“One percent bonus is not even a raise. You can’t get any lower than that,” he said. “We want them to know that the state affiliate is on their side and we will work with them to ensure they will get a fair an equitable settlement.”

Coloret said in a perfect world, teachers in Collier would get a percentage raise that is comparable to other counties in the state.

“If you can’t give me a raise, then at least put it in my classroom so I don’t have to fund my programs myself,” she said.

After the district made the offer to the teachers two months ago, the Collier County Education Association, which represents 80 percent of the district’s teachers, and the district are at an impasse. Because public sector employees like teachers cannot strike, they must declare an impasse.

In an impasse, the district notifies the Public Employees Relations Commission (PERC) and they send a panel of special magistrates that conduct a hearing, much like a jury trial, said Allun Hamblett, executive director of human resources for the district.

The panel issues a finding of fact, which it sends to both groups and both decide whether they want to accept or reject the magistrates’ decision.

If either side rejects it, the School Board would convene and determine whether to impose the magistrates’ decision, Hamblett said.

Ford told the teachers Tuesday he is optimistic the special magistrates will rule in their favor.

“You need to stay out and fight to the full length of what the law allows,” he said.


ILWU agrees to political cease-and-desist

In MUR 5913, the International Longshoremen’s Association AFL-CIO Committee on Political Education (ILA COPE) agreed to pay a civil penalty of $14,250 for a series of reporting violations of federal election law identified by the Federal Election Commission.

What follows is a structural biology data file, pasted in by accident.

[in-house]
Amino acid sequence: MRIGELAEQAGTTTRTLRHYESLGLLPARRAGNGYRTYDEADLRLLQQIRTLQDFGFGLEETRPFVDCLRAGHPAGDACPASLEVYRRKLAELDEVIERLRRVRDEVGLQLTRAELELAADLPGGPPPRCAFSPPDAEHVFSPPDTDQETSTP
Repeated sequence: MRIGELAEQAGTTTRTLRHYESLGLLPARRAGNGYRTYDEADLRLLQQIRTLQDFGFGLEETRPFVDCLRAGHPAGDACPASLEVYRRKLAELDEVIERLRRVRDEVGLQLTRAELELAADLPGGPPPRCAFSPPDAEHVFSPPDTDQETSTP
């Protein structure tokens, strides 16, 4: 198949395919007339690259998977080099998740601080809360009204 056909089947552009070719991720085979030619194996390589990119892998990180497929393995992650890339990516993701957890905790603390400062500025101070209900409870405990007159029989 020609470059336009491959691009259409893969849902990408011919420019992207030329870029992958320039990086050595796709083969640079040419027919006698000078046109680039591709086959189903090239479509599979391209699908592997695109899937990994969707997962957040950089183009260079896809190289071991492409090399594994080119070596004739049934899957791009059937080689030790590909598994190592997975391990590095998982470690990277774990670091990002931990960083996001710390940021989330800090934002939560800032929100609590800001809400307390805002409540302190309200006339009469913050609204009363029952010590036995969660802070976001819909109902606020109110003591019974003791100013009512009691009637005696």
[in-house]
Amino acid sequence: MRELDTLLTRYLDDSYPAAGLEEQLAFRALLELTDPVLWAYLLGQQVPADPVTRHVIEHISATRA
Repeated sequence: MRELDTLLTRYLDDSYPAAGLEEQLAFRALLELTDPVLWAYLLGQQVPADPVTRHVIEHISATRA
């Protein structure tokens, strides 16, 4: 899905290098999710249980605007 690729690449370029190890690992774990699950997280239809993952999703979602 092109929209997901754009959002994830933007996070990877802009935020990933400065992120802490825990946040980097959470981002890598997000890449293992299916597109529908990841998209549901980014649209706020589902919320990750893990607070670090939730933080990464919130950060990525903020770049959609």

Amended versions of the committee’s 2004 April Quarterly, 2004 July Quarterly, 2004 12 Day Pre-Primary and 2004 October Quarterly reports disclosed additional disbursements totaling $298,689 that were omitted from the originally filed reports.

RESPONDENTS: International Longshoremen’s Association AFL-CIO Committee on Political Education ILA-COPE and Robert E. Gleason in his official capacity as treasurer

COMPLAINANT: FEC Initiated (Reports Analysis Division)

SUBJECT: Failure to disclose all financial activity

DISPOSITION: Conciliation agreement: $14,250

The matter originated from information ascertained by the FEC’s Reports Analysis Division (RAD) in the course of its supervisory responsibilities. According to RAD’s referral, the International Longshoremen’s Association AFL-CIO Committee on Political Education ILA COPE failed to disclose all receipts on its original 2004 July Quarterly, April Quarterly, 12 Day Pre-Primary and October Quarterly Reports.